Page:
They don’t need any, let alone continual, feedback (for which companies are spending a fortune to implement internal coaching and other programs) to inspire their dedication to get the job done and they are loyal to a fault. They’ve lived through the cycles of economics, industries, and markets and can anticipate from experience. They aren’t afraid to pick up the phone and cold call someone in a way that results in new business. They can carry on a meaningful conversation with someone naturally because it’s how they built their portfolios before text messages and sound bites became the modus operandi.
So why don’t we harness the strengths of these seasoned professionals? Because we think they are not productive? As leaders, we haven’t spent time identifying how to modify their roles so these Jedis can mentor on how to connect, lead, sell, strategize. Instead, we just make cuts or spend fortunes on consultants, many who are good but more often steal our watches and tell us what time it is.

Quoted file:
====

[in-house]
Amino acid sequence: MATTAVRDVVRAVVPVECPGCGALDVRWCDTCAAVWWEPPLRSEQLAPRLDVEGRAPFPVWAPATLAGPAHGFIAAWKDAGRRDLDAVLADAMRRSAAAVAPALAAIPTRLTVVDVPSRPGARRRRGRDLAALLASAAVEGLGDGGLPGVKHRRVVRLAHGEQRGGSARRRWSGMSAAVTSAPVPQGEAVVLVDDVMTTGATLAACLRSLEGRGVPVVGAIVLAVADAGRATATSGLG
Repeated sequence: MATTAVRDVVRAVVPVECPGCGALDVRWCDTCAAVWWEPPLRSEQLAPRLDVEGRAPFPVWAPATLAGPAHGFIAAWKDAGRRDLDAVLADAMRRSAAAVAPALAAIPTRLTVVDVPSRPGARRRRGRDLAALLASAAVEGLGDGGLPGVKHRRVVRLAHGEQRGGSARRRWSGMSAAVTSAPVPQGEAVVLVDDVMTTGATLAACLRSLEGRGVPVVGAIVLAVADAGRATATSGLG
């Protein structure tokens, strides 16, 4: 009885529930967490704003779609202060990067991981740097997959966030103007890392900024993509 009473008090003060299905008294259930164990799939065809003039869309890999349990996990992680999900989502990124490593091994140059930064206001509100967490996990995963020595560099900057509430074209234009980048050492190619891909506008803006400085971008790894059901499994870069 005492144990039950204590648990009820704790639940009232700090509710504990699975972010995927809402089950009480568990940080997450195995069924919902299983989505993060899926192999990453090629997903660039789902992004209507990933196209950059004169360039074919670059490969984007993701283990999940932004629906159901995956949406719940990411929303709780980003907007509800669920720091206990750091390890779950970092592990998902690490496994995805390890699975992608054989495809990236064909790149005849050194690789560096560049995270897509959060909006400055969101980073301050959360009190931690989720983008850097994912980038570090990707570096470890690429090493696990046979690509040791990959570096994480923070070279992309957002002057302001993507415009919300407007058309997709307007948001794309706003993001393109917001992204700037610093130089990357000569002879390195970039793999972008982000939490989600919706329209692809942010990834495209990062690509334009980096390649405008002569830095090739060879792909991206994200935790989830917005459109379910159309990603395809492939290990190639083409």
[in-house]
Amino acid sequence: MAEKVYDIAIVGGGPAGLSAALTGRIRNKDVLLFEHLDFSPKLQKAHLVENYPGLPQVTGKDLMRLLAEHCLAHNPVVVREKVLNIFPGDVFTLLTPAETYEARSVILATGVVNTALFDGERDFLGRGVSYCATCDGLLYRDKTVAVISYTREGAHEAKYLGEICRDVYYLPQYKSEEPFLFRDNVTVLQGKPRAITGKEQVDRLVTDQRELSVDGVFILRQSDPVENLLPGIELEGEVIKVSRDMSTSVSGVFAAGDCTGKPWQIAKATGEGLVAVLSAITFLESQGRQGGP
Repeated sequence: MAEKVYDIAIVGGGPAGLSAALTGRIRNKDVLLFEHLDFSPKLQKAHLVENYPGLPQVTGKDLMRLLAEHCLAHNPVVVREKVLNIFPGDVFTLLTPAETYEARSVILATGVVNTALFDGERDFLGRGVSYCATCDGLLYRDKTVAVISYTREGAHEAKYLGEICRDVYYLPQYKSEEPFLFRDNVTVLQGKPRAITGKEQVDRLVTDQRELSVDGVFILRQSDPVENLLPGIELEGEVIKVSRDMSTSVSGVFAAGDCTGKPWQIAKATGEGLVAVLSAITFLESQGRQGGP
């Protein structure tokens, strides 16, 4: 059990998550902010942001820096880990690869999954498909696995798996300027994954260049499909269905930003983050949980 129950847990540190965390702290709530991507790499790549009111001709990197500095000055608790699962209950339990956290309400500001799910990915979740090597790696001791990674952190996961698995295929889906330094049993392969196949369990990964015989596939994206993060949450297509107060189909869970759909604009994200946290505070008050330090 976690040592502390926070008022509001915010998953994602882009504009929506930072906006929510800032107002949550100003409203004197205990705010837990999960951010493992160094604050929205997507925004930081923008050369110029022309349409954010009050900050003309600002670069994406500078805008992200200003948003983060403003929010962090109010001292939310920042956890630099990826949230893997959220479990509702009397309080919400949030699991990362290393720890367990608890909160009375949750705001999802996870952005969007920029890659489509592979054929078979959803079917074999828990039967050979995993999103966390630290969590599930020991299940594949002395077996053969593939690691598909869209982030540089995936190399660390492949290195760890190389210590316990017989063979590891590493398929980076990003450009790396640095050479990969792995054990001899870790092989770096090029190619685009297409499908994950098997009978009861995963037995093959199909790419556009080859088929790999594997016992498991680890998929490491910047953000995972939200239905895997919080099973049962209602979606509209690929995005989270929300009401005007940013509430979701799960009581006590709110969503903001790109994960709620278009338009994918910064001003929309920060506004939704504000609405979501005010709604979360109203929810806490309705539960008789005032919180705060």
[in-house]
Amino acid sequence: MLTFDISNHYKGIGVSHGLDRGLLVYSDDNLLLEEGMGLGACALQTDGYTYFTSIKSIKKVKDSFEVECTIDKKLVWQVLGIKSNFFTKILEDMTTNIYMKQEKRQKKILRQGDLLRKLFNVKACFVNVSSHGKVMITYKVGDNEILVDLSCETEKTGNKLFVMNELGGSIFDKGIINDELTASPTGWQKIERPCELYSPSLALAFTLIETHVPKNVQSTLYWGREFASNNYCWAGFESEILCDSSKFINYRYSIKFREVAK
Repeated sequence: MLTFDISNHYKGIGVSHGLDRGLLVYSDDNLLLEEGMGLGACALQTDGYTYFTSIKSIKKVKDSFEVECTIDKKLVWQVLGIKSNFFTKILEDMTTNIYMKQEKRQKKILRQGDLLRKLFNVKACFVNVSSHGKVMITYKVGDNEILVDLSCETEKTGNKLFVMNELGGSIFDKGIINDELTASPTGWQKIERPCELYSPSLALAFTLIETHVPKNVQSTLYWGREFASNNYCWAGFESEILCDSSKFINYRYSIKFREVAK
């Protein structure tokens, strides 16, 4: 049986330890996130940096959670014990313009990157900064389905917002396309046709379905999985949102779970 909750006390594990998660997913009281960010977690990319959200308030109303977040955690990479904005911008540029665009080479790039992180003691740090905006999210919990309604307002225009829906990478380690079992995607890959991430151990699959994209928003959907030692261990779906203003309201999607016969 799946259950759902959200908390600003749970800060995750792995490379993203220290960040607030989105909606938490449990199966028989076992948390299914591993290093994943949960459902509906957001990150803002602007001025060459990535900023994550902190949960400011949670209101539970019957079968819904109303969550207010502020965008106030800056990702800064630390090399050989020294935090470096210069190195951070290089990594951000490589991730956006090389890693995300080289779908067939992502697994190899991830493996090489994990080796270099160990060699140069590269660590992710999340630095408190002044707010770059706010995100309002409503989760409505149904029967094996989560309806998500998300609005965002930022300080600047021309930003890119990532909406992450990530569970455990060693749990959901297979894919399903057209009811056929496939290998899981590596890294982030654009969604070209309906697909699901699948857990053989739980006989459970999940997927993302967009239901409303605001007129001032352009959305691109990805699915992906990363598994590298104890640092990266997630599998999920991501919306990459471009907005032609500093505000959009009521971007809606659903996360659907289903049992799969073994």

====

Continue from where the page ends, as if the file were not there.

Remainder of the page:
Let’s leverage the talents of these mavens as advisors, trainers, and leaders. Let’s not put them out to pasture. Other cultures don’t do this for a reason. It’s stupid and has no honor. Keep in mind EVERYONE will age. And then what will happen to YOU?
If you are in this age group here is some advice to position yourself to be invaluable:
1. Make sure you are working on things that are Measurable, Not Easily Transferable, New and Different, and Hold a High Learning Curve.